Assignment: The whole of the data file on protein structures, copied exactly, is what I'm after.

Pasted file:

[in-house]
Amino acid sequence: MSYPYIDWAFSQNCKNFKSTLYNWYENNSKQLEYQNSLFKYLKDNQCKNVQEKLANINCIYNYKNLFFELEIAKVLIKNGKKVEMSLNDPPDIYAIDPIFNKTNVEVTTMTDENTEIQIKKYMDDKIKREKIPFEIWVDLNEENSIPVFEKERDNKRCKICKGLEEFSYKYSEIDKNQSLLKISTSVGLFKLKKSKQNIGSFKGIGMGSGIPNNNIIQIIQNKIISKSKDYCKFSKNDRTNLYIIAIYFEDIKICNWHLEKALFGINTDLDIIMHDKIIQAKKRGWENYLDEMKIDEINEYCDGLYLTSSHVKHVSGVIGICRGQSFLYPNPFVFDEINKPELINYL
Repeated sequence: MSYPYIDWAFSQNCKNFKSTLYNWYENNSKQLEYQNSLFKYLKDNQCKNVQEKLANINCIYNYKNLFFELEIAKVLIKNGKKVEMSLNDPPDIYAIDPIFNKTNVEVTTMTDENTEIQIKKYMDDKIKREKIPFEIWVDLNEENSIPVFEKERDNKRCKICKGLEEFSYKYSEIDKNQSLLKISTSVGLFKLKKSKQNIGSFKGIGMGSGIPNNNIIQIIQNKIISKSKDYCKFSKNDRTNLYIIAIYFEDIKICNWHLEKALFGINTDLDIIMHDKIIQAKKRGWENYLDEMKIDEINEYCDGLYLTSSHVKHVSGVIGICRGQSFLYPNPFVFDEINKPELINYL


[in-house]
Amino acid sequence: MSYPYIDWAFSQNCKNFKSTLYNWYENNSKQLEYQNSLFKYLKDNQCKNVQEKLANINCIYNYKNLFFELEIAKVLIKNGKKVEMSLNDPPDIYAIDPIFNKTNVEVTTMTDENTEIQIKKYMDDKIKREKIPFEIWVDLNEENSIPVFEKERDNKRCKICKGLEEFSYKYSEIDKNQSLLKISTSVGLFKLKKSKQNIGSFKGIGMGSGIPNNNIIQIIQNKIISKSKDYCKFSKNDRTNLYIIAIYFEDIKICNWHLEKALFGINTDLDIIMHDKIIQAKKRGWENYLDEMKIDEINEYCDGLYLTSSHVKHVSGVIGICRGQSFLYPNPFVFDEINKPELINYL
Repeated sequence: MSYPYIDWAFSQNCKNFKSTLYNWYENNSKQLEYQNSLFKYLKDNQCKNVQEKLANINCIYNYKNLFFELEIAKVLIKNGKKVEMSLNDPPDIYAIDPIFNKTNVEVTTMTDENTEIQIKKYMDDKIKREKIPFEIWVDLNEENSIPVFEKERDNKRCKICKGLEEFSYKYSEIDKNQSLLKISTSVGLFKLKKSKQNIGSFKGIGMGSGIPNNNIIQIIQNKIISKSKDYCKFSKNDRTNLYIIAIYFEDIKICNWHLEKALFGINTDLDIIMHDKIIQAKKRGWENYLDEMKIDEINEYCDGLYLTSSHVKHVSGVIGICRGQSFLYPNPFVFDEINKPELINYL